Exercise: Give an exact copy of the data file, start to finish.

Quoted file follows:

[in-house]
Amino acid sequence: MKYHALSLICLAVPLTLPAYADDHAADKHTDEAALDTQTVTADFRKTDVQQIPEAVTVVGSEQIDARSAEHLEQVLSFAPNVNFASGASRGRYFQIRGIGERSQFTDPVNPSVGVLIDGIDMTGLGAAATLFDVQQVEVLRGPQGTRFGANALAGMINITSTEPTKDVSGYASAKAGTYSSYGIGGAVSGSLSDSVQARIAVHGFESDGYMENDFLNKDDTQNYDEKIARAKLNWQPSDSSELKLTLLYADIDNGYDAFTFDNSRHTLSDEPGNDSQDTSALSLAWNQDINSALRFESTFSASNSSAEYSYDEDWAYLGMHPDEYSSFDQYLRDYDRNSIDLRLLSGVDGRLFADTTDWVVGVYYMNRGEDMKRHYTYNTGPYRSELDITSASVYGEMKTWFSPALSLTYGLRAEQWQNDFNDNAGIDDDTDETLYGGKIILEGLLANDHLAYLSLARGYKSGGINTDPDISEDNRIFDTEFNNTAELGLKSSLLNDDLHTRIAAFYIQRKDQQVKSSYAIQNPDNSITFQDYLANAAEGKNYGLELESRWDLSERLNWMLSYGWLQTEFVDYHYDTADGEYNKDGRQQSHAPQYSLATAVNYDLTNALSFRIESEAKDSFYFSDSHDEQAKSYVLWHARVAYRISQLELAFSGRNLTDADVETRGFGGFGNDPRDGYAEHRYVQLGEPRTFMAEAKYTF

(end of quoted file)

[in-house]
Amino acid sequence: MKYHALSLICLAVPLTLPAYADDHAADKHTDEAALDTQTVTADFRKTDVQQIPEAVTVVGSEQIDARSAEHLEQVLSFAPNVNFASGASRGRYFQIRGIGERSQFTDPVNPSVGVLIDGIDMTGLGAAATLFDVQQVEVLRGPQGTRFGANALAGMINITSTEPTKDVSGYASAKAGTYSSYGIGGAVSGSLSDSVQARIAVHGFESDGYMENDFLNKDDTQNYDEKIARAKLNWQPSDSSELKLTLLYADIDNGYDAFTFDNSRHTLSDEPGNDSQDTSALSLAWNQDINSALRFESTFSASNSSAEYSYDEDWAYLGMHPDEYSSFDQYLRDYDRNSIDLRLLSGVDGRLFADTTDWVVGVYYMNRGEDMKRHYTYNTGPYRSELDITSASVYGEMKTWFSPALSLTYGLRAEQWQNDFNDNAGIDDDTDETLYGGKIILEGLLANDHLAYLSLARGYKSGGINTDPDISEDNRIFDTEFNNTAELGLKSSLLNDDLHTRIAAFYIQRKDQQVKSSYAIQNPDNSITFQDYLANAAEGKNYGLELESRWDLSERLNWMLSYGWLQTEFVDYHYDTADGEYNKDGRQQSHAPQYSLATAVNYDLTNALSFRIESEAKDSFYFSDSHDEQAKSYVLWHARVAYRISQLELAFSGRNLTDADVETRGFGGFGNDPRDGYAEHRYVQLGEPRTFMAEAKYTF